Skip to main content

Verified by Psychology Today


What It Means to Become a "Toxic Handler"

Being the designated listener carries some real risks.

Key points

  • Toxic handlers are deeply empathic and have a talent for helping others understand and process their emotions.
  • Being the designated listener can make one susceptible to certain risks.
  • One must strive for a healthy balance when it comes to managing other people’s emotions if one wants to help.
Mimi Thian / Unsplash
Mimi Thian / Unsplash

Many people resort to therapy when they are exhausted from being the de facto therapist for the close ones in their lives. They may express their concern by saying things like:

  • “People joke that I should be paid for the amount of emotional labor I do. But what if I just want a break?”
  • “My friends tell me that they love me because I’m such a good listener. How do I tell them that even I need to be heard every now and then?”
  • “I used to love that people felt comfortable enough being vulnerable with me; now I think it’s a curse. How do I make peace with this?”

If these thoughts have crossed your mind frequently, you might be what is popularly known as a “toxic handler.” As the phrase suggests, toxic handlers are deeply empathic people who have a natural talent for helping others understand and process their strong emotions, especially negative ones. Being excellent listeners, they usually attract people who are in need of support and advice.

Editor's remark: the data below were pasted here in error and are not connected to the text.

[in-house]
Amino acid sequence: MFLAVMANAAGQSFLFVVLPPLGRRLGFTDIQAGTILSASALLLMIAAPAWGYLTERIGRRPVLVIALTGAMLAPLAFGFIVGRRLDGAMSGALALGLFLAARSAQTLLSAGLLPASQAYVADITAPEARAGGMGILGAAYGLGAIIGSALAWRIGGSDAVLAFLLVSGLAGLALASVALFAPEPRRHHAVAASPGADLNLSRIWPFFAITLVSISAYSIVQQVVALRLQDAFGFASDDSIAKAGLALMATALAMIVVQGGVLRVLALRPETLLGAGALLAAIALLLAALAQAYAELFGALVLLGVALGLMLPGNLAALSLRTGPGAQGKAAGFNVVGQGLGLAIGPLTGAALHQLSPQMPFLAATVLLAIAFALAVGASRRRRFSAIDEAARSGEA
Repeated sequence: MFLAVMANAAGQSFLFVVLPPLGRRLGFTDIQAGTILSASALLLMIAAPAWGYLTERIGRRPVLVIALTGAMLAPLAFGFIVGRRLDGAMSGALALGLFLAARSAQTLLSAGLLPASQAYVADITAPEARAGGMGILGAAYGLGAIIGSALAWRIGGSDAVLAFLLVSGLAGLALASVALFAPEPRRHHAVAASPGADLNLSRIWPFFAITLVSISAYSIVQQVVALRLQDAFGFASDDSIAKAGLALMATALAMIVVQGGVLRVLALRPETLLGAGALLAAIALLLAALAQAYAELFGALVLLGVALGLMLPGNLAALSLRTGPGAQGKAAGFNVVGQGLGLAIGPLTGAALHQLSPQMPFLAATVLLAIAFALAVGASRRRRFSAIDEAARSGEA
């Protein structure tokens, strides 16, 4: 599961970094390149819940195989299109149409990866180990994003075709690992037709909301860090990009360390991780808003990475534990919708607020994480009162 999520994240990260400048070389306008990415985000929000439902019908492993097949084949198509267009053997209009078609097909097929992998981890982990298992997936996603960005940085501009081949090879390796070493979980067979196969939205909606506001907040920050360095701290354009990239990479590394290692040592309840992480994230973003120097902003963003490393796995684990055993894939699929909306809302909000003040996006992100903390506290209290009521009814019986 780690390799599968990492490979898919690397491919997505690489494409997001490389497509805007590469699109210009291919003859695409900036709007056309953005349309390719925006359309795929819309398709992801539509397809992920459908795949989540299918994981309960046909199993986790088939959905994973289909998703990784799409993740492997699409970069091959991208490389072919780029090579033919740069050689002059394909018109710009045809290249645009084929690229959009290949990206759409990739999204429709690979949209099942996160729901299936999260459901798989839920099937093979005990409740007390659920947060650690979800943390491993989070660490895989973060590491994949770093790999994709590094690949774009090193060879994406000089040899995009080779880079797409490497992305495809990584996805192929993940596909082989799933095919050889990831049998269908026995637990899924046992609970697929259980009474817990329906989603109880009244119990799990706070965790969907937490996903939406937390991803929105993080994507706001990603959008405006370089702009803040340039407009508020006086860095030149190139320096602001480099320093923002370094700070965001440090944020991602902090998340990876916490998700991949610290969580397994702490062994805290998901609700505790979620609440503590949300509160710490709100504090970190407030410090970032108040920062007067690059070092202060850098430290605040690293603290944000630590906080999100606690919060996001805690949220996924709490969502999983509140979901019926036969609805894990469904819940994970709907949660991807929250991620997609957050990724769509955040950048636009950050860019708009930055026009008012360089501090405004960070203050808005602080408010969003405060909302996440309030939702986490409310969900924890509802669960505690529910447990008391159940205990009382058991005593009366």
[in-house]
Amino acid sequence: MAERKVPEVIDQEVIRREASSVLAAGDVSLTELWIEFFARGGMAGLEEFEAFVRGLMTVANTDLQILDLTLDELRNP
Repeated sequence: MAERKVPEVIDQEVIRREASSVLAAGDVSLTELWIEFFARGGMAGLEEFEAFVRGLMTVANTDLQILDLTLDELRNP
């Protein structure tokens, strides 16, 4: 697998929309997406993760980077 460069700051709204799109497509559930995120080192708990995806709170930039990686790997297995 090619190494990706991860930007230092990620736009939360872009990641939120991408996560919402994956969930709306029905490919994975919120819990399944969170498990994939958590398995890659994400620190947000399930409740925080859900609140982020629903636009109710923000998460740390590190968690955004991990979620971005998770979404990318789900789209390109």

However, being a toxic handler should not be confused with being a superhero. Being the designated listener or receiver in every conversation can make you susceptible to a specific set of risks that other people are able to avoid with relative ease.

If you identify as a toxic handler, here are three safeguards you might need to put in place immediately for the sake of your mental health.

1. Get in touch with yourself.

Individuals who constantly find themselves solving other people’s problems are often deeply unaware of their own. What’s even more concerning is that one’s excellent listening skills can be a symptom of a potential problem they might be ignoring.

In such a scenario, soul-searching becomes imperative. Since the ones around you are benefiting from your knack for toxic handling, it is unlikely that they will raise any red flags. Introspection can help you get to the root of your listening habit and figure out what brings you solace when you’re exhausted by it.

You can begin by asking yourself questions like the following:

  • Am I always a silent listener, or can I speak my mind whenever I want to?
  • Do I always want to listen, or do I have to force myself to do it?
  • Can I help others without making their issues about me, or am I trying to fix myself through them?
  • Do I truly derive meaning from being a good listener, or am I just doing it for their validation?

Mindfulness—more specifically, mindfulness meditation—can help you answer these questions honestly and deal with the internal resistance they might give rise to, according to research published in Personality and Social Psychology. Mindfulness meditation has been designed to bring one’s attention to their self and the present moment.